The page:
Nathan Phillips’s review published on Letterboxd :
"You wouldn't be a widow for long."
"You bet I wouldn't."
Upgrade. The Thin Man is a persuasive and sympathetic portrait of a good marriage because it's so unsentimental, with no goopy assurance needed of the pair's mutual devotion, no evidence floated that we're "safe" in status quo normalcy because husband is the provider and wife knows her place. Nick and Nora direct none of the jealousy, resentment or insecurity at one another that a lesser story would lazily harness for artificial conflict -- in fact, the film (with Dashiel Hammett's novel adapted skillfully by Frances Goodrich and Albert Hackett, a husband and wife team) deliberately takes time out to mock such conventions. I know I harp on this constantly but it's such a relief compared with Hollywood's perception of long-term relationships as some laborious process of people grudgingly accepting abuse from their spouse as the eternities pass. And with only vague (though unmistakable, this being pre-Code) markers of their sexuality available, we get the studio-picture stand-in for same: banter -- constant, balletic, still snappy and uproarious after 80+ years. The banter has its origin in Hammett, who based it on his much more fractious relationship with Lillian Hellman, but it's mutated marvelously first by the screenwriters and then by William Powell and Myrna Loy, a couple of geniuses walking a tightrope in such a way that you know they're showing off but somehow you can't get annoyed at them for it, permitted by W.S. Van Dyke to improvise individually and jointly, and boasting some of the best chemistry of any pair of actors ever thrown together, especially incredible in the context of peak-stable MGM. Van Dyke's rapid shooting style overcomes its relative artlessness through its feeling of lively spontaneity; you even envy the guests at that terminally awkward suspect dinner party.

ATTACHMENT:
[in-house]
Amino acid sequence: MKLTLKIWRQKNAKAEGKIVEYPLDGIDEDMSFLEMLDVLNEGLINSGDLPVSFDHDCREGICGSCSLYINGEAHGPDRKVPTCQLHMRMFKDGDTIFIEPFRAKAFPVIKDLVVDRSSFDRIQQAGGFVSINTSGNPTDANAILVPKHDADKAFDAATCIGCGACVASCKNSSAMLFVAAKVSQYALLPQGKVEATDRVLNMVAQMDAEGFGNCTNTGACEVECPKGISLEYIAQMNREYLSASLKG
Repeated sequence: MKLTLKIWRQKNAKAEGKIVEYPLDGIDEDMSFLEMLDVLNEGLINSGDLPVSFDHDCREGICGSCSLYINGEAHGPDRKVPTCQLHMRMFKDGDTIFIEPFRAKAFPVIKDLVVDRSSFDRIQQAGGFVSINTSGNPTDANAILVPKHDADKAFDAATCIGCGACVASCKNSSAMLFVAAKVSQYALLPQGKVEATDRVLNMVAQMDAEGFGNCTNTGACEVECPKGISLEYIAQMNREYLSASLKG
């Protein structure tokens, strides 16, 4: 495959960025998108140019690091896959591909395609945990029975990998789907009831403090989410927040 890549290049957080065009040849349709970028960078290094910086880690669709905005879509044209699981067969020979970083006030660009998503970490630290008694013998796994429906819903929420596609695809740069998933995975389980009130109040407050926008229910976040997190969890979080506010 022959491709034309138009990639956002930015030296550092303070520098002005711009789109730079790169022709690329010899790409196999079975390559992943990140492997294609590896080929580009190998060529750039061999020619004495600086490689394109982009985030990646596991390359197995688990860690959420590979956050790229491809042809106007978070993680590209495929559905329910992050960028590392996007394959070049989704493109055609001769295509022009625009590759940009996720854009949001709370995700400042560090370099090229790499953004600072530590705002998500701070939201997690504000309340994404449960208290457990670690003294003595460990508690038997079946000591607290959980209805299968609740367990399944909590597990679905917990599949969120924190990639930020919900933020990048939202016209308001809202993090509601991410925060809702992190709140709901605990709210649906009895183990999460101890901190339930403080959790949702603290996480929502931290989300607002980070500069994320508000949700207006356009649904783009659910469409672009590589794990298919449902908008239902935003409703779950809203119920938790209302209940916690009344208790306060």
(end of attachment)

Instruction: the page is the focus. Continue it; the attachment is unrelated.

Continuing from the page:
But let's not forget, this is actually a whodunit -- and while it's interesting and full of intriguing characterizations and performances, the mystery elements certainly take a back seat to the real story, of ex-detective Nick letting Nora talk him into trying his hand at a case post-retirement. It's set up strongly and remains engrossing at the rare points when it's our focus, but the big revelation is wholly anticlimactic and makes little logical sense, which scarcely matters because this resolution isn't truthfully why we're here. I suppose this could be more seamlessly integrated, apart from demonstrating how Nick knows what he's doing only marginally more than the police. On the show Moonlighting the cases the detectives solved always were used as ironic comments on the state of their relationship; perhaps this is a sort of commentary as well, letting us remember how irrelevant the larger world can appear when your company is this good. Like a lot of really bold, adventurous studio films from the first half of the '30s, this really makes you wonder what-if and why-not.